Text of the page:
1. barrygirl97

    barrygirl97 New member

    Aug 17, 2019
    2
    Hi guys,

    First time posting on a forum but I’ve been reading everyone’s threads for the past couple of weeks and I’ve got nothing to lost and hopefully some advice gained. My Nan who has looked after me and loved me unconditionally since I was about 3 is developing dementia (I’m assuming) her son, my dad lives in Scotland with his fiancé. We are extremely close and speak most of the time over the phone. My aunt (who lives 3 streets away) used to be very good in taking her mother (my Nan) to any hospital appointments and always brought the grandchildren up to see her on weekends. Lately over the past few years she has hardly been seen except for the couple of times she’s popped in on birthdays or mother’s day. My cousins are grown up with there own children and I’ve lived with my Nan for the past 10 years. It’s always been us two and no one else and to see her decline has been a disaster but I want to be there for her no matter what. I’ve constantly rang my aunt and my dad on advice on what I should do with nan (very stubborn and doesn’t see the change in herself) both have been very dismissive. My partner who lives with us too has been brilliant with her and very patient when me and my Nan get into arguements through frustration. I’m also a support worker for learning disabilities full time and so is my partner. We’ve recently got a new flat about 10 mins away from Nan and I’m still going to sleep over 3-4 nights and go to see her every evening. Should I feel guilty, leaving my Nan who is my bestest friend without anyone to speak to or to visit her except her cat (who I think she’s over feeding) while I go to work and live in my own home. I feel terrible about it and constantly thinking about her and feel like I’m driving myself insane. Sorry to write my life story, haven’t been able to get this off my chest in writing.
     
  2. canary

    canary Registered User

    Feb 25, 2014
    10,222
    Female
    South coast
    Hello @barrygirl97 and welcome to DTP.

    You cant do everything and be everything to your nan, much as you love her. You have to work and live your own life too.
    Has your nan been diagnosed yet? That, I think is the place to start. There are other things that your nan could do, such as going to a day centre, or having a carer pop in to check that she is OK, but it is often difficult to get people with dementia to acept this. Nevertheless, you cannot do everything and if you try you will burn out. You are visiting her very regularly and staying with her too and there are many people who have no-one looking out for them. You are doing your best, so please dont feel guilty.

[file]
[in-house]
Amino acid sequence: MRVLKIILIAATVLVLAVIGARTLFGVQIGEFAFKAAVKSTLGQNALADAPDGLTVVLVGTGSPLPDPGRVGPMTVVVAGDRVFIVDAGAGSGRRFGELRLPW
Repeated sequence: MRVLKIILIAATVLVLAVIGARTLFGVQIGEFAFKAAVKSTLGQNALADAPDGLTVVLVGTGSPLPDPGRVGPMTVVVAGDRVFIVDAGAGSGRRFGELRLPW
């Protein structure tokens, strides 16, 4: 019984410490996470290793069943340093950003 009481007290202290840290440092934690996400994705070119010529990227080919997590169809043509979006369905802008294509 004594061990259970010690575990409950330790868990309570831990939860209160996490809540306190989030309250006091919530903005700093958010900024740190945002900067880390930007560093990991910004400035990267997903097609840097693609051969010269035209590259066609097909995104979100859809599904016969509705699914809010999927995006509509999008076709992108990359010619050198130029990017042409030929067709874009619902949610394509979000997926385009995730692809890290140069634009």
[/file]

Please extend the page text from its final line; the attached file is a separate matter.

3. barrygirl97

    barrygirl97 New member

    Aug 17, 2019
    2
    Thanks Canary for replying! She hasn’t had a diagnosis yet but it’s very hard and I’m stepping on egg shells around the whole subject with her, she’s able to go to the shops and go shopping on her own still and daily skills are still perfect like doing the washing and getting dressed and stuff it’s more the loneliness aswell as none of the family come to visit. I’ve mentioned to her about going to the doctors and it just upsets her and makes her arguementative with me as if I’m the one doing this to her. She’s so sweet and wouldn’t harm a fly but I think I’m just over worrying myself as I would never want her to be upset, lonely, worried xxx
     
  4. canary

    canary Registered User

    Feb 25, 2014
    10,222
    Female
    South coast
    Im afraid that this is really common.

    I would be proactive and write a letter, or contact her GP about your concerns. The doctor wont be able to talk to you about them (patient confidentiality), but will be able to listen. Some doctors are willing to send an appointment for a "well woman" clinic ;);), in order to get them there and test for dementia as part of the "well woman" tests. Otherwise - is there something that she is concerned about (blood pressure, or arthritis) that she would go to the doctor about? Again, prime the doctor first.

    When you are dealing with dementia you often have to be very sneaky.
     
  5. Bunpoots

    Bunpoots Registered User

    Apr 1, 2016
    2,901
    Nottinghamshire
    Welcome from me too @barrygirl97

    It sounds as though you are doing loads to keep your nan happy and I can see you've received good advice from @canary.
    I looked after my dad who lived by himself and I saw him almost every day. It certainly wasn't easy to keep working at the same time. You must remember to look after yourself as well. I'm sure your nan wouldn't want it any other way.

    Now that you've found us keep posting. There's always someone around to share worries and advice with... and help you stay sane!

    Be kind to yourself. You're doing great!
     

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